Sixty years after its Broadway debut with an all-white cast, Blair Underwood says he understands his character, Stanley, in A Streetcar Named Desire—but not because he’s an actor, because he is an African-American man.
“How I play Stanley is how I wake up every day as an African-American man,” Underwood said in a radio interview with NPR.
Golden Globe nominee Underwood makes his Broadway debut playing the riveting and animalistic Polish-American, Stanley, from the Tennessee Williams play.
“I start with my heart, I start with my humanity, I start with my soul.” Underwood said. “The script and the book is exactly what Tennessee Williams wrote, and it’s astounding how it resonates in a unique way coming from actors who have a certain cultural alignment or aesthetic.”
Emily Mann, the artistic director of the McCarter Theater in New Jersey, directed the Broadway production. To make the play realistic to the racial climate of the South in the 1940s, the production made adjustments to specific cultural references in the play, such as omitting Stanley’s polish last name, “Kowalski.”
To learn the accent of the French Quartet, Underwood spent a month in New Orleans, taping residents to accurately portray the language and accent of the city. Though the original actor, Marlon Brando, starred in the play at 23-years-old, at age 47 Underwood signals he can playing a brutish Stanley, conveying an impulsive animalistic sexuality.
The multicultural production of Williams’ play comes as no surprise to Underwood, who frequents New Orleans to sample its vast array of cultures. “If you know New Orleans, you know it’s such a gumbo of all cultures—French, and the Spanish, and the African, and the whole European influence, and the Caribbean influence—it’s one of my favorite places on the planet,” Underwood said.
Unattainable love, loss of youth, and forgiveness are some of the themes Williams intertwines in A Streetcar Named Desire. To play the brute, Underwood suggested that you must understand why he exhibits certain behaviors.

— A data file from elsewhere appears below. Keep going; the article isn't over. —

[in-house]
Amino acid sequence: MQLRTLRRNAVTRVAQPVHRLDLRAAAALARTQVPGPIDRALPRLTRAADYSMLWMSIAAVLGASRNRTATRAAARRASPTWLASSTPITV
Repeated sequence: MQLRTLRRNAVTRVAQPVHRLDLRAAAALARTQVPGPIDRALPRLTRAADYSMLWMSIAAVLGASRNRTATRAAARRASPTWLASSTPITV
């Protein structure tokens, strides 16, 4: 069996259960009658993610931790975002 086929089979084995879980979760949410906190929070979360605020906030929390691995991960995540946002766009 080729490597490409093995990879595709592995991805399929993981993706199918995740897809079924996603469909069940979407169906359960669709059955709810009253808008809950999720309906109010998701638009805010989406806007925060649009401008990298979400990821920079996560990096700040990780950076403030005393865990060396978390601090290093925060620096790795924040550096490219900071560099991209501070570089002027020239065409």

“I see him very much as a man-child,” Underwood said. “The child I see is a very petulant, kind of spoiled brat who wants what he wants when he wants it and how he wants it. And the man side is the aspects and characteristics most people think of and point to, and that’s the brutality and the animalistic side of him.”
Critics have noted that the revival of the Broadway play provides “eye candy” in the beauty of the cast, which includes Nicole Ari Parker as Blanche Du Bois, Daphne Rubin-Vega as Stella and Wood Harris as Mitch. Critics have called the ensemble “sturdy” and “excellent.” However, Ben Brantley of the New York Times wrote, “This Streetcar is an exquisite snooze.”
Although the play has received mixed reviews, the all black ensemble is certain to bring large audiences to the theater, not only due to the star power of the cast but also the sexiness.
Underwood notes that the production allows for the audience to see the dynamic of Stanley and Stella in a new light. With an all-black ensemble and a simple set design, including a sheet to separate the stage into two rooms, the tension between Blanche and Stanley can be visually seen on stage, as the downward spiral begins with Blache’s arrival.
Underwood sees Stanley as a human with imperfections. Ultimately, he says he not only understands Stanley, but he also likes him.
“So much of his acting out is because his happy life that he had with [Stella] is altered and obliterated when his sister-in-law … comes to live with them,” Underwood said. “I do love Stanley because I see his flaws, and I see how he wants to make it right.”